Picture this scenario: An armed 17 year-old black male follows a white man at night on the suspicion (based largely on his skin color) that he has criminal intent. A struggle ensues – the black man says he was attacked – and a shot is fired. The white man is killed. When the police arrive they question the black man, return his gun to him and do not press charges. Only after a public outcry does the case go to trial. The black man is acquitted.
The unlikelihood of this scenario went through my mind when I heard that George Zimmerman had been acquitted by a Florida jury of second degree murder in the case of the death of Trayvon Martin. (Zimmerman is a Latino of mixed racial heritage; Martin was African American.) The verdict will confirm the widely held belief that the life of a black person is worth less than that of people of other skin tones. The Stand Your Ground laws in effect in many US states reflect America’s obsession with violence, individualism, fierce protection of property rights, and – above all – fear of the non-white male. Legal scholars note that the Second Amendment was originally written to preserve states’ slave patrol militias, which was necessary to get Virginia’s vote in ratifying the Constitution.
“Justice involves claiming a shared, mutual humanity,” writes john powell
from the Berkeley School of Law, in the opening sentence of his latest book, Racing to Justice: Transforming our Conception of Self and Other to Build an Inclusive Society. powell’s statement could be read as a commentary on Trayvon Martin’s death and Zimmerman’s acquittal, but it could well serve as a summary of a remarkable three-day international forum on Healing History
in Caux, Switzerland, which brought together an array of racial justice advocates, healing practitioners, scholars, faith leaders and government officials to address the pathology of racism through the lens of healing, equity, and community.
While the largest delegation was from the US, significant groups came from Africa and Europe as well as South Asia and Australia. As Rajmohan Gandhi remarked, “the fallacy of human hierarchy has wounded and humiliated millions…every part of the world has felt the whiplash of racism.” The conference combined arresting data with powerful personal stories. Participants not only discussed together but built relationships as they chopped vegetables, washed dishes or made beds. Caux is a living community.
As I flew back across the Atlantic I reflected on some of what we heard and learned.
- “We need to be in the business of changing our belief system…asserting our true humanity as equal human beings,“ said Gail Christopher of the W.K. Kellogg Foundation. Rajmohan Gandhi quoted Martin Luther King, Jr. “Every nation must now develop an overriding loyalty to mankind as a whole in order to preserve the best in their individual societies.”
- We learned that ending false hierarchies makes good business sense. “Experience shows that racism is bad economics,” said Tim Carrington, a journalist and development specialist who worked with the World Bank in Africa. “Race has led America to make non-rational economic decisions,” according to Algernon Austin of the Economic Policy Institute in Washington DC. Noting that the US imprisons more of its citizens than any other county he said, “Emphasizing prevention makes more economic sense than emphasizing punishment.”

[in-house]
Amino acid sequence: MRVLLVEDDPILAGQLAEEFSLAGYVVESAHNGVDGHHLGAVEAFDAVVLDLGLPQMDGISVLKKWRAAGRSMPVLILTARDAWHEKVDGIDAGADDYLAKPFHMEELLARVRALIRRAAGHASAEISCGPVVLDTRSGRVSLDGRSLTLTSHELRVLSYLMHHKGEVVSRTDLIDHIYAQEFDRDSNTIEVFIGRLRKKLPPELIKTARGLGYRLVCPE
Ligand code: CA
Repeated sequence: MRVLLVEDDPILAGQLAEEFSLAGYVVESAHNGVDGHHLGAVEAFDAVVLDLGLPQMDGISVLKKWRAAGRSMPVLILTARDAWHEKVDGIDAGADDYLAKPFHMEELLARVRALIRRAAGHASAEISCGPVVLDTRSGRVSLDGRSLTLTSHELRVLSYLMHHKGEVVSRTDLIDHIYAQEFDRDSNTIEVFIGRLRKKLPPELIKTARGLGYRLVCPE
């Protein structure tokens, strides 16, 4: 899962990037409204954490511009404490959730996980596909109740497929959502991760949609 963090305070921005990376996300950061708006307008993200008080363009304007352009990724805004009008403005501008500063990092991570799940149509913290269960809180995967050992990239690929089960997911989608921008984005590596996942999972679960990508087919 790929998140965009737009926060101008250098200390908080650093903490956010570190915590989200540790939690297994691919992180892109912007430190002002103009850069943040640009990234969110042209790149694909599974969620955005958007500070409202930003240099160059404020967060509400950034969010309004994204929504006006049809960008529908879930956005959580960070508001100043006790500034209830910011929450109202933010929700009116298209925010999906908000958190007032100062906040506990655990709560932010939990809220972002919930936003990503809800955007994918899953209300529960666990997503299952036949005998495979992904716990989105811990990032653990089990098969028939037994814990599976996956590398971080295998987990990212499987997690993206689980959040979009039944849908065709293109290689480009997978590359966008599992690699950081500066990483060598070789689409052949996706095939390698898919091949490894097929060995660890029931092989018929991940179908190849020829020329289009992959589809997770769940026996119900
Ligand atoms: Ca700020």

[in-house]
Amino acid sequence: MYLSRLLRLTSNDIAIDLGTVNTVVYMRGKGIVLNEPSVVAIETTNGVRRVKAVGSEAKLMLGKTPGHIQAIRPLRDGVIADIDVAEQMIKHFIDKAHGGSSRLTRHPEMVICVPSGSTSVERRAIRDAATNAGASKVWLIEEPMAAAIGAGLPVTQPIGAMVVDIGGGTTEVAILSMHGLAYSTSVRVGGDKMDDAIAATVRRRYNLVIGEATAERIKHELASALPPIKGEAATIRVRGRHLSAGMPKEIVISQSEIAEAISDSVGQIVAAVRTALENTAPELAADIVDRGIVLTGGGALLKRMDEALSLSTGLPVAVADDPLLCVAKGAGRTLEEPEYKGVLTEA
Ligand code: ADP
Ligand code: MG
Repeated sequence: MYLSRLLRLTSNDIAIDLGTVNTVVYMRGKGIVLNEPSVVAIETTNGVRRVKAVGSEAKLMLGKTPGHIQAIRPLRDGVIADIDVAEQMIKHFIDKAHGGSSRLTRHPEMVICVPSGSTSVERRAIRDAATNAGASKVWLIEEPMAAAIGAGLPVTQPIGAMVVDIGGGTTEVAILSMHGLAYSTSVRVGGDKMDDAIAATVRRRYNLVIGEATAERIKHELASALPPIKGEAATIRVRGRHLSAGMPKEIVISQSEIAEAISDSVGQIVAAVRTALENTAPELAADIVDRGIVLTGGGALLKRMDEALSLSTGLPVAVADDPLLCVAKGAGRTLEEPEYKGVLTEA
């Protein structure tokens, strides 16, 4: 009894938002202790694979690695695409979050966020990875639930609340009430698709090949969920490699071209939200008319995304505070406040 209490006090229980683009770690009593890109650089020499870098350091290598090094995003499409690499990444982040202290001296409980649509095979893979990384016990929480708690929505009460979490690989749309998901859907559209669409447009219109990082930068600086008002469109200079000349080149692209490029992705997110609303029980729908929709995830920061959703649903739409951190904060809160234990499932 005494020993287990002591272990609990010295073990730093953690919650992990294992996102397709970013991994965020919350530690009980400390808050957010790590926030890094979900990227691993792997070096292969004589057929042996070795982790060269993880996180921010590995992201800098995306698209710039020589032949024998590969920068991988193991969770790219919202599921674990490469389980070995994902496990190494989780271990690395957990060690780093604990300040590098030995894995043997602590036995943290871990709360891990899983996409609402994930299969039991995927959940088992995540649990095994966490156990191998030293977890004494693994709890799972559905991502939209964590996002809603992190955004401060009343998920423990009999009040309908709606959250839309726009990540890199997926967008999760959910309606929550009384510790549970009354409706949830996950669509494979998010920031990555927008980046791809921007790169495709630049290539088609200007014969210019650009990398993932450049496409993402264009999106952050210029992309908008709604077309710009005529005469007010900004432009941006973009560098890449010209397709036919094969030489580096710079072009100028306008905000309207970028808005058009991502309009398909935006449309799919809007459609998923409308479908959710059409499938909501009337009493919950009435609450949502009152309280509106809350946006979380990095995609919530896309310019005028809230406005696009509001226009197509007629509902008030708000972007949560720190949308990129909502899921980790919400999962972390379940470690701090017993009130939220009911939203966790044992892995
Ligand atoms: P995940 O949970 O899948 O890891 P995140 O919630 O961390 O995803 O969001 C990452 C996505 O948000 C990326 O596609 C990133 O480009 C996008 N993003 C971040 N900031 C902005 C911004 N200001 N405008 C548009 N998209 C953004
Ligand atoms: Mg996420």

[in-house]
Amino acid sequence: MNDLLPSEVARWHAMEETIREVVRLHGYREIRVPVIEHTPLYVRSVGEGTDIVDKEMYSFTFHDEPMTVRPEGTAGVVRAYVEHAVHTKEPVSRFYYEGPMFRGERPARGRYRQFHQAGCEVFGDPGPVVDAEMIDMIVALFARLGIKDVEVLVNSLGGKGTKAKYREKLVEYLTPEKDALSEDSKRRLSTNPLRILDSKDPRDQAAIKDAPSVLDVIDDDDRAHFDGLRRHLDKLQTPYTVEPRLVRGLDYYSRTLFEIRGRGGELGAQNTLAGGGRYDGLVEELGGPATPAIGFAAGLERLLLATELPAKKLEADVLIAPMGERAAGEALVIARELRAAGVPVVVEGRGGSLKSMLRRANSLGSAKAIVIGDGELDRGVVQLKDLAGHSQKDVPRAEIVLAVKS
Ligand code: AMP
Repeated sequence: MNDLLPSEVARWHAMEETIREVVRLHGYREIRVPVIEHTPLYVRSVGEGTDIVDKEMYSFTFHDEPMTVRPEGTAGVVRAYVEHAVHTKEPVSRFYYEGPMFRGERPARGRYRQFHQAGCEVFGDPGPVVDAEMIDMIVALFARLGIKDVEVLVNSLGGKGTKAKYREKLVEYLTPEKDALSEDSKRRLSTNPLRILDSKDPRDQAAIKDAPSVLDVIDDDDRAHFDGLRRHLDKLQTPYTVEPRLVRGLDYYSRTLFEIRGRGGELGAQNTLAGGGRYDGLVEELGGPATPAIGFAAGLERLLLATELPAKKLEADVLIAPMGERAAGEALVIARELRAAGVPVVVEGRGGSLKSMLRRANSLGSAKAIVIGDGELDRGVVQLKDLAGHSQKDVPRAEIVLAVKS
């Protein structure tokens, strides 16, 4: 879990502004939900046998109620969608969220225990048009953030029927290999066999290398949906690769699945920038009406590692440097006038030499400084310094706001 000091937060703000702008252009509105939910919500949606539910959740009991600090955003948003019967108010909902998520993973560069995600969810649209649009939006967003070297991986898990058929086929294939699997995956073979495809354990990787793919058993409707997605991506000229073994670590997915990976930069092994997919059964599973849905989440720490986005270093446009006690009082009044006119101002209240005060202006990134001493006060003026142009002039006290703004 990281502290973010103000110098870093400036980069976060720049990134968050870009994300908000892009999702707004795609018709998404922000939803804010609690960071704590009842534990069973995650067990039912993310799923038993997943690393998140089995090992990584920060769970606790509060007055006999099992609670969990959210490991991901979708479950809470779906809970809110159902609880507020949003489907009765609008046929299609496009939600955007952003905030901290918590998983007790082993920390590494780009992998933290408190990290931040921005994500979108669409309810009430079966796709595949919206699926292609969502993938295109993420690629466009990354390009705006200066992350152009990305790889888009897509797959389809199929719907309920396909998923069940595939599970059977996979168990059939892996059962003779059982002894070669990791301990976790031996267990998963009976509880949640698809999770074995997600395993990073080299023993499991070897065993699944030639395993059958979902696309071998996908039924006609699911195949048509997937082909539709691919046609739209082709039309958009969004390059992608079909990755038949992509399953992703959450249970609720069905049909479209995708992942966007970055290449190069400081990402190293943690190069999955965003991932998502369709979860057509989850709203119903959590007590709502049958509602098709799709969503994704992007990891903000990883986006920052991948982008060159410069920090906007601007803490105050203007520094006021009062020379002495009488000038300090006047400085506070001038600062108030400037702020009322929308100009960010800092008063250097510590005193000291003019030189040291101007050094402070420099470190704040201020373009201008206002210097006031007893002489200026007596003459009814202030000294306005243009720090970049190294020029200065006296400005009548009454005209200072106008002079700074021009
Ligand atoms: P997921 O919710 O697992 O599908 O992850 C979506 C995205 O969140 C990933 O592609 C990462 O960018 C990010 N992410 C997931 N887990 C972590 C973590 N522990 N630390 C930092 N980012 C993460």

- We learned that the human brain processes 11 million bites of information every second but we are conscious of only 40 of these at best. “Only 2 percent of emotional cognition is available to us consciously. The process of ‘Othering’ occurs in our subconscious network,” says john powell.
- We learned that place matters. According to David Williams of the Harvard School of Public Health, a national study of the effects of segregation on young African American adults found that the elimination of residential segregation would erase Black-White differences in high school graduation rates, in unemployment rates, and in earnings. It would also reduce racial differences in single motherhood by two-thirds.
- We were urged to exert citizen power. Mee Moua, a former state senator from Minnesota whose family came from Laos as refugees, told us, “If you don’t make room for yourself on the table you will be on the menu…. We have to make ourselves relevant to those in power.” We need a “racial impact assessment on every piece of public policy before it becomes law.”
- Empathy drives public policy. Stories have the power to move people. How can a movement to uproot belief in racial hierarchy tell its stories in such a way that actually impacts structures? We were reminded of W.E. B Du Bois who wrote, “The most difficult social problem in the matter of Negro health is the peculiar attitude of the nation toward the well-being of the race. There have… been few other cases in the history of civilized peoples where human suffering has been viewed with such peculiar indifference.”
john powell, who led a packed workshop in Caux on “unconscious bias,” concludes his introduction to Racing to Justice: “Can we stop focusing simply on transactional moves we see as winnable and start working for the transformation of the institutions that perpetuate suffering? Can we speak to people’s deepest needs – to feel a sense of connection, to feel love?”
In the final conference session, Scott Morris, the founder of the Church Health Center in Memphis, which serves some 60,000 uninsured people concluded, “The daily work of justice and mercy are the tools needed to create a city of good abode.” Committing ourselves to this task is the best response to the tragedy of Trayvon Martin’s death.
Perhaps the days in Caux saw the start of a global conversation on racial healing and equity that reflects what Edward Ayers, president of the University of Richmond, called “the twin strands of honesty and hope.”